One person, one vote

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One person, one vote, (formerly one man, one vote,) expresses the principle that individuals should have equal representation in voting. This slogan is used by advocates of political equality to refer to the concept that voters may not vote multiple times in an election, and to advocate for electoral reforms such as universal suffrage, combatting gerrymandering, eliminating the electoral collage, and to advocate for voting reforms which ensure an equally weighted vote, such as STAR voting and Approval voting.

The British trade unionist George Howell used the phrase "one man, one vote" in political pamphlets in 1880.[1] During the 20th-century period of de-colonisation and the struggles for national sovereignty, from the late 1940s onwards, this phrase became widely used in developing countries where majority populations sought to gain political power in proportion to their numbers.[citation needed] The slogan was notably used by the anti-apartheid movement during the 1980s, which sought to end white minority rule in South Africa.[2]

In the United States, the "one person, one vote" principle was invoked in a series of cases by the Warren Court in the 1960s, during the height of related civil rights activities.[5][6][7][8][a] Applying the Equal Protection Clause of the United States Constitution, the Supreme Court majority opinion (5–4) led by Chief Justice Earl Warren in Reynolds v. Sims (1964) ruled that state legislatures, unlike the United States Congress, needed to have representation in both houses that was based on districts containing roughly equal populations, with redistricting as needed after censuses.[3][4] Some had an upper house based on an equal number of representatives to be elected from each county, which gave undue political power to rural counties. Many states had neglected to redistrict for decades during the 20th century, even as population increased in urban, industrialized areas. In 1964, Wesberry v. Sanders, the U.S. Supreme Court declared that equality of voting - one person, one vote - means that "the weight and worth of the citizens' votes as nearly as is practicable must be the same." and ruled that states must also draw federal congressional districts containing roughly equal represented populations.[5]

Court cases[edit | edit source]

In Colegrove v. Green, 328 U.S. 549 (1946) the United States Supreme Court held in a 4-3 plurality decision that Article I, Section 4 left to the legislature of each state the authority to establish the time, place, and manner of holding elections for representatives.

However, in Baker v. Carr, 369 U.S. 186 (1962) the United States Supreme Court under Chief Justice Earl Warren overturned the previous decision in Colegrove holding that malapportionment claims under the Equal Protection Clause of the Fourteenth Amendment were not exempt from judicial review under Article IV, Section 4, as the equal protection issue in this case was separate from any political questions.[6][7] The "one person, one vote" doctrine, which requires electoral districts to be apportioned according to population, thus making each district roughly equal in population, was further affirmed by the Warren Court in the landmark cases that followed Baker, including Gray v. Sanders, 372 U.S. 368 (1963), which concerned the county unit system in Georgia; Reynolds v. Sims, 377 U.S. 533 (1964) which concerned state legislature districts; Wesberry v. Sanders, 376 U.S. 1 (1964), which concerned U.S. Congressional districts; and Avery v. Midland County, 390 U.S. 474 (1968) which concerned local government districts.[7][8][9]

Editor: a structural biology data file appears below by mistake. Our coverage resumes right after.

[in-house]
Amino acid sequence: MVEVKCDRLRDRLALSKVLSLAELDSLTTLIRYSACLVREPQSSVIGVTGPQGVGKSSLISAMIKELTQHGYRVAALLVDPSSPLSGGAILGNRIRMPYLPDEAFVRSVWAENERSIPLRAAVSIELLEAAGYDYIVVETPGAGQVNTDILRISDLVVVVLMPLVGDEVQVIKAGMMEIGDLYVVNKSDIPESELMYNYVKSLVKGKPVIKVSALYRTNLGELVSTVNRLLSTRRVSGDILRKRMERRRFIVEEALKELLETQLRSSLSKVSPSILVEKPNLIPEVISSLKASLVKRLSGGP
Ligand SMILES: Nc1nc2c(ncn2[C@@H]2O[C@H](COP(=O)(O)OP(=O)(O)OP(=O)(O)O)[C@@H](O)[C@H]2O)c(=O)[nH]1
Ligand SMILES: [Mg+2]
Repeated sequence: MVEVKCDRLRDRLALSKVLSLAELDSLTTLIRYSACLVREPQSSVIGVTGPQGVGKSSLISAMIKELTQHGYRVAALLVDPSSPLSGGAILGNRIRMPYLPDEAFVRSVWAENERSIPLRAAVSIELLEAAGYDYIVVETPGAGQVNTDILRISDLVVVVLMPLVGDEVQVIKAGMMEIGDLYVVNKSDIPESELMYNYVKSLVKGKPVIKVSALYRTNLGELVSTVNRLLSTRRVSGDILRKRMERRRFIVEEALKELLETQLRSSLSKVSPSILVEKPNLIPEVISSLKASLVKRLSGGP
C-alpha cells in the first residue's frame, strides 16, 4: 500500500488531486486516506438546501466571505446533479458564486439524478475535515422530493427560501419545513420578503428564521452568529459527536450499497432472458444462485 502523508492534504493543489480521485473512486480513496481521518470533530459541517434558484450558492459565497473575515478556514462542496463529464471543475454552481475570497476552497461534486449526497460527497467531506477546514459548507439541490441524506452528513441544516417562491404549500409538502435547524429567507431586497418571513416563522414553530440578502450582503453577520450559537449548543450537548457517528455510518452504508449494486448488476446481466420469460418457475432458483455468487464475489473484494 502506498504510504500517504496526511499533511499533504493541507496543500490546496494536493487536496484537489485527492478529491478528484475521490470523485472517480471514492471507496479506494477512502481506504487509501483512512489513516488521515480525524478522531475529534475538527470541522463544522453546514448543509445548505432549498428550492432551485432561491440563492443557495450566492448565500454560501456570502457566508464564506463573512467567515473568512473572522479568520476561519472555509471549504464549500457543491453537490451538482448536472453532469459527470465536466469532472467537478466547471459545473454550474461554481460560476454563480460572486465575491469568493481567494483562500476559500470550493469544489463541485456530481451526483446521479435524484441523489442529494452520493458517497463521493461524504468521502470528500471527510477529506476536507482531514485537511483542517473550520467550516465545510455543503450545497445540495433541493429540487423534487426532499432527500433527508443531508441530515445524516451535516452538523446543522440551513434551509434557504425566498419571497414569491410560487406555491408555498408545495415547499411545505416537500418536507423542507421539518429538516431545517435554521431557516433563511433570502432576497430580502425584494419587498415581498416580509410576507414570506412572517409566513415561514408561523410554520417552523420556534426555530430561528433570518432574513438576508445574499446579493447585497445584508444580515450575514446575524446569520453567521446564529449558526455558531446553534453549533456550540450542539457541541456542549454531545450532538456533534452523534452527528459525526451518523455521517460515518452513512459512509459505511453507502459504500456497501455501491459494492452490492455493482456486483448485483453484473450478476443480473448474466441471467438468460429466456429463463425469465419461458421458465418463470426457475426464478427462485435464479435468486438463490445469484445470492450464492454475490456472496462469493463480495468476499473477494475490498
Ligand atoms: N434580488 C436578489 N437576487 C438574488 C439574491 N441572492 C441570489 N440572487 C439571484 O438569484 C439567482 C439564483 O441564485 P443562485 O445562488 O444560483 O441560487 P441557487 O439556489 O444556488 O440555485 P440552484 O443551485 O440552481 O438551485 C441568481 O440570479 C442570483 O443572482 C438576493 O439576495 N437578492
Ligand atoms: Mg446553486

The Warren Court's decision was upheld in Board of Estimate of City of New York v. Morris, 489 U.S. 688 (1989).[10] Evenwel v. Abbott, 578 U.S. ___ (2016), said states may use total population in drawing districts.[11]

  1. Howell, George (1880). ""One man, one vote"". Manchester Selected Pamphlets – via JSTOR 60239578.
  2. Lewis H. Gann, Peter Duignan (1991). Hope for South Africa?. Hoover Institution Press. pp. p. 166. ISBN 0817989528.CS1 maint: extra text (link)
  3. "Reynolds v. Sims". Oyez. Retrieved 2019-09-21.
  4. Charlie B. Tyler, "County Government in the Palmetto State", University of South Carolina, 1998, p. 221
  5. "ONE MAN, ONE VOTE: DECADES OF COURT DECISIONS". New York Times
  6. Stephen Ansolabehere, James M. Snyder (2008). The End of Inequality: One Person, One Vote and the Transformation of American Politics. Norton.
  7. a b "ONE MAN, ONE VOTE: DECADES OF COURT DECISIONS". New York Times.
  8. "Reynolds v. Sims". Oyez. Retrieved 2019-09-17.
  9. Anonymous (2010-08-19). "one-person, one-vote rule". LII / Legal Information Institute. Retrieved 2019-09-17.
  10. "The Supreme Court: One-Man, One-Vote, Locally". Time. 1968-04-12. Retrieved 2010-05-20.
  11. Anonymous (2010-08-19). "one-person, one-vote rule". LII / Legal Information Institute. Retrieved 2019-09-17.